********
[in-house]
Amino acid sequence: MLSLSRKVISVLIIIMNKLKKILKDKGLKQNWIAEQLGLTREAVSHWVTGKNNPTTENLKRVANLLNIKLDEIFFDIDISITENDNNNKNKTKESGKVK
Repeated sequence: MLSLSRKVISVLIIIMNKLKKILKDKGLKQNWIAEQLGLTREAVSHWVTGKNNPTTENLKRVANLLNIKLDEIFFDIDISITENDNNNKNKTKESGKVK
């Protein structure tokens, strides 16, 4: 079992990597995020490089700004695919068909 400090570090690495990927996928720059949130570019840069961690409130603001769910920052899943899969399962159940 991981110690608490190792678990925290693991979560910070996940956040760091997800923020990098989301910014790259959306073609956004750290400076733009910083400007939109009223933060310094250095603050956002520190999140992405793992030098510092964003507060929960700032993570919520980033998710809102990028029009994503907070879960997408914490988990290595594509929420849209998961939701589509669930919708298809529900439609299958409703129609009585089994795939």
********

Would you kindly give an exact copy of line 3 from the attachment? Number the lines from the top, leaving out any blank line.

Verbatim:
Repeated sequence: MLSLSRKVISVLIIIMNKLKKILKDKGLKQNWIAEQLGLTREAVSHWVTGKNNPTTENLKRVANLLNIKLDEIFFDIDISITENDNNNKNKTKESGKVK